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Thomas Garth (c. 1740-1812) was a resident of Albemarle County and a contemporary of Thomas Jefferson. The two men shared several business connections. Jefferson's memorandum books are dotted with notations such as "beef had of T. Garth" and "tobacco purchased of Garth."1
From around 1772 to 1775, Garth, along with Shadwell overseer Walter Mousley, leased parts of Jefferson's Albemarle county lands for farming.2 The lease worked well for Jefferson, who reported receiving corn, fodder, and pork from Garth and Mousley.3
By 1775, Garth had sold Jefferson more than 800 acres of land adjacent to Jefferson's property at Shadwell. Jefferson then leased the land back to Garth, and a deed for the sale was not executed until 1783.4 This was the tract that Jefferson would call "Lego."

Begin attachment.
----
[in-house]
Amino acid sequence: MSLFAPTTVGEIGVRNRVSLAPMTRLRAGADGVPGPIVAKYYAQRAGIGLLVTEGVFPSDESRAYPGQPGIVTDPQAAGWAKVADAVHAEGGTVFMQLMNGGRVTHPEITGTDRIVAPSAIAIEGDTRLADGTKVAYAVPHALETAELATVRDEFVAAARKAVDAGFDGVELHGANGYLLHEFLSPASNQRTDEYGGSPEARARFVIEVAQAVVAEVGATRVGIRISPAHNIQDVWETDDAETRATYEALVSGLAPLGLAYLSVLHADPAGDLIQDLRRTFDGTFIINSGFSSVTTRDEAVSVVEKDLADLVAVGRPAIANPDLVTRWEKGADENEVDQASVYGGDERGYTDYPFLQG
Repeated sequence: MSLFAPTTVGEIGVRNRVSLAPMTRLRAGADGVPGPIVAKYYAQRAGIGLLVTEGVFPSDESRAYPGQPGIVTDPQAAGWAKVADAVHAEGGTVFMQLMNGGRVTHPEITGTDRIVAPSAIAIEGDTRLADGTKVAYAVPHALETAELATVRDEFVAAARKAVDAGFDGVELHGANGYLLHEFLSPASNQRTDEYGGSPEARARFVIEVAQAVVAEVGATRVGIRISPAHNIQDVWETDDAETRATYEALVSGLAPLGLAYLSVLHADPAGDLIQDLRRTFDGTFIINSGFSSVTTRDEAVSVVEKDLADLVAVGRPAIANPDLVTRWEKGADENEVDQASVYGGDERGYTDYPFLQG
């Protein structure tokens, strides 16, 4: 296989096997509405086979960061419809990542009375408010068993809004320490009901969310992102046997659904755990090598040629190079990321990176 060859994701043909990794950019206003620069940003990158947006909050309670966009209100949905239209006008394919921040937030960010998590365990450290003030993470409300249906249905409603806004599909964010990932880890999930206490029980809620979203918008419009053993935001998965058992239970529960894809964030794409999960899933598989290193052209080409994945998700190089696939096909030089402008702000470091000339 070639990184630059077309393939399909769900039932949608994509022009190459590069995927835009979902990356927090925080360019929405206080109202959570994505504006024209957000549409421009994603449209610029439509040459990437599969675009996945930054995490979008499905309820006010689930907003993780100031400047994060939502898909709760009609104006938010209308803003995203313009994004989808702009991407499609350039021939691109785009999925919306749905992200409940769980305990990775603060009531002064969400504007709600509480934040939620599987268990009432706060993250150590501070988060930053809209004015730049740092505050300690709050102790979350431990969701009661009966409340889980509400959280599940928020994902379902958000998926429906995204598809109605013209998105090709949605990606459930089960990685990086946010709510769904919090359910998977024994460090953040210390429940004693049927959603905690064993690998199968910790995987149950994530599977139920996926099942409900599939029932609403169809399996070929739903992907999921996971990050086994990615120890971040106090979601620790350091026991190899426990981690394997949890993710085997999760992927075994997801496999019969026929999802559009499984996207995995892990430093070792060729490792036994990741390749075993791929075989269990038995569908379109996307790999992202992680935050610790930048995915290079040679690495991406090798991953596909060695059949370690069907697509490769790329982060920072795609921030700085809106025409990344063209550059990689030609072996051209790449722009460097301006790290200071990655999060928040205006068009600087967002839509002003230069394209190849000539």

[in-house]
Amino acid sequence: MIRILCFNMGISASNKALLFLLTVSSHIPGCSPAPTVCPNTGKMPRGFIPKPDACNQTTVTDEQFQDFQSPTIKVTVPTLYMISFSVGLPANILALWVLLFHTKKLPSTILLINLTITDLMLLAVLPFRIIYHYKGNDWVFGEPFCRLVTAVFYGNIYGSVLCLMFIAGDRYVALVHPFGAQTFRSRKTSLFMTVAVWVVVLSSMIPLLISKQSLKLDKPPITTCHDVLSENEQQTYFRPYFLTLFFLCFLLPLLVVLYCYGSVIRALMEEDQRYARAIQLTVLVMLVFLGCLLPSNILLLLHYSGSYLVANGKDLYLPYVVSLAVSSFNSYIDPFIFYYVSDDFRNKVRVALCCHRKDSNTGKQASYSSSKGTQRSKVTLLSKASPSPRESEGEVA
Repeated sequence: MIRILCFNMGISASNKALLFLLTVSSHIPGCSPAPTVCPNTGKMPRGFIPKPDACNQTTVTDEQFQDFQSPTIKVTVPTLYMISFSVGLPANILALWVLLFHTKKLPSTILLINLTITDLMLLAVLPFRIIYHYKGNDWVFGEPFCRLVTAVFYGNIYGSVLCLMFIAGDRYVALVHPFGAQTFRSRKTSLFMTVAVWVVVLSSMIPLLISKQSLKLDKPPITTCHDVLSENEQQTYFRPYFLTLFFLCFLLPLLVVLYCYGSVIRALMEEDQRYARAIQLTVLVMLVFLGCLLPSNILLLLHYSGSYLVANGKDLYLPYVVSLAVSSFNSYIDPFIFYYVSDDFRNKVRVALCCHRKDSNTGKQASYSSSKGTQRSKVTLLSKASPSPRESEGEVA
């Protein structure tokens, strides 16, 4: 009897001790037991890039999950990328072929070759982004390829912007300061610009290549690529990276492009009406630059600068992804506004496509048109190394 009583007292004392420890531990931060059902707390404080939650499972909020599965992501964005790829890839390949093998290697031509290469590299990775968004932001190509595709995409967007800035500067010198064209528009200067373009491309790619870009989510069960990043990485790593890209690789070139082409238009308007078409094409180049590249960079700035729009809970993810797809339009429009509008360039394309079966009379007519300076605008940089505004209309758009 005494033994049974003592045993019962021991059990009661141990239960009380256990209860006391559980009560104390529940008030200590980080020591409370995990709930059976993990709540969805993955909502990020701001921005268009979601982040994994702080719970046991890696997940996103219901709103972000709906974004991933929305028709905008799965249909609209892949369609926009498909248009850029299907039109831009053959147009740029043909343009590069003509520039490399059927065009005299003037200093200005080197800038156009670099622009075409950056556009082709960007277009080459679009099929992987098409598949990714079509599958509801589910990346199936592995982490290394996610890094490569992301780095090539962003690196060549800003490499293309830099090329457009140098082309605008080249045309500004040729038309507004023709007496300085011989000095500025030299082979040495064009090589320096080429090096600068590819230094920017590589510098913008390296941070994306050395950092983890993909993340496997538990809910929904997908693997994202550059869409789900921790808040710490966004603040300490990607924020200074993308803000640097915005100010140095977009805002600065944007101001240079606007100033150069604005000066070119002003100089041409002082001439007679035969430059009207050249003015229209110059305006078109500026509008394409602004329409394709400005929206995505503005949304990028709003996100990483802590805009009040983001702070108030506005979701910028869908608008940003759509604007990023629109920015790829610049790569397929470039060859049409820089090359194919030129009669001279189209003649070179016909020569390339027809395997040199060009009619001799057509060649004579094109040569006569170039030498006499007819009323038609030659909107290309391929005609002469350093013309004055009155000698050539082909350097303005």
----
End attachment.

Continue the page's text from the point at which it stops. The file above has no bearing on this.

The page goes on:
Thomas Garth later moved to the western part of Albemarle county where he owned a large tract of land. He was appointed as an Albemarle county magistrate in 1791 and served as sheriff in 1807.7
-Nancy Verell, 10/15
- 1. MB, 1:252, 1:395.
- 2. See Jefferson to Francis Eppes, July 30, 1787, in PTJ, 11:653. Transcription available at Founders Online. See also MB, 1:252-53 n71.
- 3. MB, 1:295, 1:333.
- 4. Deed for the Purchase of Lego, August 14, 1783, in PTJ, 27:731-33. Transcription available at Founders Online. See also MB, 1:390 n61.
- 5. MB, 1:252-53 n71. See also Betts, Farm Book, 148-49.
- 6. MB, 1:252-53 n71, 1:447.
- 7. Edgar Woods, Albemarle County in Virginia (Bridgewater, Va.: C.J. Carrier Co., ), 203. See also Betts, Farm Book, 517.